Surfacing Underlying Assumptions
Newsroom decisions are driven by our own experiences, worldviews, and assumptions. Mental models – the individual and collective beliefs, assumptions, and world views that we hold about how things work – are often at the root of why it can be so hard to make changes in our newsrooms. Systems thinking can help us surface them.
Identifying mental models helps us understand how and why our systems are shaped the way they are. After this exercise, you'll will walk away with the following:
Your personal assumptions about newsroom processes and practices
An opportunity to surface and discuss how these mental models affect one another
An understanding of the underlying mental models that influence newsroom practices
45 - 60 minutes
Materials + set-up
This exercise works best with a diverse group of people from the newsroom. Consider different roles, experiences, and backgrounds when convening. This can be a heavy session and unearth unspoken beliefs, so the space should be thoughtfully created and convened so that everyone can participate and feel comfortable sharing.
Materials needed: flip chart paper, sticky notes, flip chart paper.
Here's what you need to get started
Surfacing Underlying Assumptions
Identify your personal assumptions
Write down 5 assumptions that you, yourself, hold about the topic you’ve chosen, positive or negative. If your topic is bolstering diversity in the newsroom, perhaps you assume that there isn’t funding to bring in new hires. Or you don't think management is fully invested in supporting a more inclusive environment.
Write one assumption per sticky note.
Pair + share
Pair up with someone and share some of the assumptions you identified. This can be a sensitive discussion, so only share what you’re comfortable with and listen with empathy.
Surface mental models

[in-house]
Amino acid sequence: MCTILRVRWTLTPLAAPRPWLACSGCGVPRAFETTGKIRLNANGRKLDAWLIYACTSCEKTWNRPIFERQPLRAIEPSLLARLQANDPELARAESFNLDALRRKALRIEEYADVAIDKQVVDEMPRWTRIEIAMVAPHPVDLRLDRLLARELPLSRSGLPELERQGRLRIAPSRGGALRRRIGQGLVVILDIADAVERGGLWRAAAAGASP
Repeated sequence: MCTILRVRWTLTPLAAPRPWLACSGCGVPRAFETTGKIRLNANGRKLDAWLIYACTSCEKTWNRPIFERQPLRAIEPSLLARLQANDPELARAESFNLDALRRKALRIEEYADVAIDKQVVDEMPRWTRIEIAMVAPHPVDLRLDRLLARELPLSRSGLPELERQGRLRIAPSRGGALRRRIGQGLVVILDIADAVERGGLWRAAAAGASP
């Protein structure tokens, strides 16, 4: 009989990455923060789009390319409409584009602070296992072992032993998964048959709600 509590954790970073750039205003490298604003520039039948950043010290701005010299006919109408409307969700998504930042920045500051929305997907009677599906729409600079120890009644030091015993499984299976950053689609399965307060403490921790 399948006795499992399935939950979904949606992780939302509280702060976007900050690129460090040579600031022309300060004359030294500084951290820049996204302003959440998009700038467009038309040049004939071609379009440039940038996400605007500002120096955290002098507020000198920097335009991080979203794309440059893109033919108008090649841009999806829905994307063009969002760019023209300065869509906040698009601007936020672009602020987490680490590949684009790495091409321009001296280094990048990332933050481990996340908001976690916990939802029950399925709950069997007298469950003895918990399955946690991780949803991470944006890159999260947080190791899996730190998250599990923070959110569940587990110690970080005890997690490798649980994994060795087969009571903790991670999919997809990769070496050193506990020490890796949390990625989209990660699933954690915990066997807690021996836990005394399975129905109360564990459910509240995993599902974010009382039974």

Now let’s go deeper. Besides personal assumptions, there are deeply entrenched mental models that drive the system. These often manifest as worldviews or beliefs, and are essentially the collective mindsets we carry about how things world should work. From a newsroom perspective, one mental model could be:
"The speed of the news cycle is unchangeable
and we have to keep up."
Considering your topic (you can use your systems map of the newsroom if you made one in the earlier steps), write down at least three mental models that enable or inhibit your topic. One per sticky note.
As a group, share the mental models you’ve come up with, placing your sticky notes on an open space or large piece of sticky note paper.
Cluster similar assumptions together and label them. For example, if many assumptions have to do with the role of social media in the news, group these together and call them “Social Media” or something that reflects the nature of the assumptions.
It's crucial to take time to debrief the assumptions and mental models that have been surfaced during this exercise. As a group, review what you've come up with and discuss the following questions:
Who could we talk with to better understand whether our assumptions are true?
What actions, experiences, or protocols in the newsroom have informed these mental models?
Which mental models are particularly entrenched, inaccurate, or problematic? What forces have the ability to perpetuate these mental models?
What are some actions we can take to shift those mental models that are harmful?
We recommend taking some time to individually reflect first, then pair with someone to discuss, and then share out to the larger group.
Conscious or not, everyone holds assumptions about the spaces and systems they work with(in).
Mental models – the underlying beliefs, worldviews, and experiences that we individually and collectively hold – fundamentally drive the newsroom as a system.
Surfacing and interrogating our assumptions and mental models can lead to impactful, meaningful change and a deeper understanding of one another.